It is in part a cinematic fulfilment of David Ben Gurion's dream, who is believed to have said: "We will know we have become a normal country when Jewish thieves and Jewish prostitutes conduct their business in Hebrew." It represents Jewish normalisation, as if cinema was, in the words of Kafka, an instrument whereby Jews might become "a people like other peoples".
These New Jews manifest much Jewish assertiveness. When The Producers was released in 1968, one critic noted that it conveyed "considerable cultural confidence - loud and proud" and was "a rebellion against invisibility". That sentiment is just as applicable today, but now it also applies to a whole series of films in a range of countries.
They are not afraid of being considered "too Jewish". Jewish film-makers, actors, actresses, directors and screenwriters are increasingly representing themselves without the mediation or bias that either non-Jewish or older, more assimilatory directors may have deployed in their films. In today's multicultural, post-ethnic and pluralist world, these New Jews are less focused on Jewishness as an oppressed, diaspora-conscience minority.
Indeed, it is often the non-Jew who is now the outsider. As Martin, in the 2007 comedy Knocked Up, states: "F*** you guys. I'm glad I'm not Jewish." To which the response comes: "So are we… You weren't chosen for a reason."
Where Yiddish (and Hebrew) was once perceived by a generation of Jews as an obstacle to assimilation, the language of the New Jews is more ethnically inflected, more "Jewish". From 2004's Meet the Fockers to A Serious Man in 2009, a diverse range of films have used suggestive and untranslated phrases (as well as rhythms, cadences and even made-up words) in Hebrew, Aramaic and Yiddish, and other languages familiar to Jews, with no concern as to whether audiences understand them or not.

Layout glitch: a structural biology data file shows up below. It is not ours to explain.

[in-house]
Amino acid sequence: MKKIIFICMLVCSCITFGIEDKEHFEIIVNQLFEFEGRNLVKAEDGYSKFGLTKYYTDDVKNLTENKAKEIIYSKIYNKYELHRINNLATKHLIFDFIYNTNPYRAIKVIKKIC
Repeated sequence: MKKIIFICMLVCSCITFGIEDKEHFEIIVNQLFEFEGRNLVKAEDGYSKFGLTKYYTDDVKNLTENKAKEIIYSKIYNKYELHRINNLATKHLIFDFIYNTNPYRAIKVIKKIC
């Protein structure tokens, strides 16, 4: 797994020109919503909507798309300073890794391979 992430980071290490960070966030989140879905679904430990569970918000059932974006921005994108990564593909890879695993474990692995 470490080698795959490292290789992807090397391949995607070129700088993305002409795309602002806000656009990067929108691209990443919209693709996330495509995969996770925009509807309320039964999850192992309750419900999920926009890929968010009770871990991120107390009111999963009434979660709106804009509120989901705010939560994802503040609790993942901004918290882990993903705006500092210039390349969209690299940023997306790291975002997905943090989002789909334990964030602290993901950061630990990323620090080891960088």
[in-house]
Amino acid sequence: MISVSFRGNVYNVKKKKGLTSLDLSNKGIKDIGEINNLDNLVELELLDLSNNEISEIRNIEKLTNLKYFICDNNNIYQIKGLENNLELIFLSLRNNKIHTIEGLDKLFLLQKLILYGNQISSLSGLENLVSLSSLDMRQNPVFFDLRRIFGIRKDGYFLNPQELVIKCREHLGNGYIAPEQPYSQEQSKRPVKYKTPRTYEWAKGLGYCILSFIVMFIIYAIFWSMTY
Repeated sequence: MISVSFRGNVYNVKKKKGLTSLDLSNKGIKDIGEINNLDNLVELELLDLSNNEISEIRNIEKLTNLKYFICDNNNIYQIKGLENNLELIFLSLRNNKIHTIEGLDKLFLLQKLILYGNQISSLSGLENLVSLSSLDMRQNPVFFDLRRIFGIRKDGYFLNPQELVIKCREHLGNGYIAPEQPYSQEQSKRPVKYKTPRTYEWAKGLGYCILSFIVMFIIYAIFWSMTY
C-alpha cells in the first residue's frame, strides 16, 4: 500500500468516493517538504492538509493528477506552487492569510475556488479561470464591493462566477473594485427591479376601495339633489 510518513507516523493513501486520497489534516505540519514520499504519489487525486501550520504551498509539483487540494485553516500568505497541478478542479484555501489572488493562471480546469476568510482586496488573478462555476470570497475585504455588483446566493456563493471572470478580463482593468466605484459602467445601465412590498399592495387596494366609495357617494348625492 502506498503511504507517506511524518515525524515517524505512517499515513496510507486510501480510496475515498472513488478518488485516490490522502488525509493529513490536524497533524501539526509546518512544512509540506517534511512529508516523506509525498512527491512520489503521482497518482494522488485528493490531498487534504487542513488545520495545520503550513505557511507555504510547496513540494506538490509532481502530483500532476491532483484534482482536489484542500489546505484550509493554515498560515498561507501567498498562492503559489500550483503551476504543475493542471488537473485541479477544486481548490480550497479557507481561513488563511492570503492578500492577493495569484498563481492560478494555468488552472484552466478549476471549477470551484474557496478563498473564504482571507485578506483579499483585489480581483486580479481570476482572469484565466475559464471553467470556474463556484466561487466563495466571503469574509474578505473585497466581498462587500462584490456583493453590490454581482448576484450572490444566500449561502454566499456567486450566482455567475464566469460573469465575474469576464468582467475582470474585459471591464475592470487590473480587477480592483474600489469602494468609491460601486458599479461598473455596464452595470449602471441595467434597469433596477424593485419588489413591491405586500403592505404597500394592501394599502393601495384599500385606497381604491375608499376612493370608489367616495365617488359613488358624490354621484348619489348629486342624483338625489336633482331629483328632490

It says much that, in 2010, a film can be called Dinner for Schmucks. Once upon a time, such utterances were confined to older characters or set in the past but, today, words in different languages and dialects are voiced by New Jews and often set in the present - and in a variety of unusual contexts, such as public toilets in upscale Parisian cafes, as in the 1995 French film La Haine.
And they sound normal. They speak like everyone else, not as if they had just got off the boat from the Pale - a problem that has long blighted British Jewish cinema. The New Jews are more foul-mouthed and scatological than ever before. The classic articulation of this is when Walter Sobchak announces he's "shomer f***ing Shabbos" in The Big Lebowski (1998).
As a mark of this change, the word "Jew" is said far more often in film nowadays. It was not even uttered in The Life of Emile Zola, made in 1937, despite the author's famous diatribe against the injustice of the Dreyfus case. Despite being a film attempting to draw attention to the plight of Jews in Nazi Germany, The Mortal Storm, in 1940, never used the word "Jew". And the same is true for more recent films like Dirty Dancing, in 1987, and Avalon, in 1990, despite their respective Jewish milieus.
T oday, in contrast, ethnic slurs abound, reflecting the antisemitism of the times and cultures being portrayed. Modern cinema is unafraid to shine a spotlight on and expose racism. The word Jew is often used in this regard. The Jewish neo-Nazi protagonist of The Believer, a 2001 film starring Ryan Gosling, declares: "J.E.W. Jew! You say it a million times, it's the only word that never loses its meaning. Jew. Jew. Jew. Jew. Jew. Jew. Jew. Jew. Jew. Jew. Jew."
In the post-1990 period, the avoidance of the word "Jew" has been reversed and it proliferates, often without any sense of such negativity or insult. This is not to suggest that it did not happen at all prior to 1990 - a clear exception to the rule is when Woody Allen drew particular attention to the word in his famous joke in 1977's Annie Hall. Alvy Singer's (Allen) antisemitic paranoia extends to his mishearing "D'you eat?" as "Jew eat?"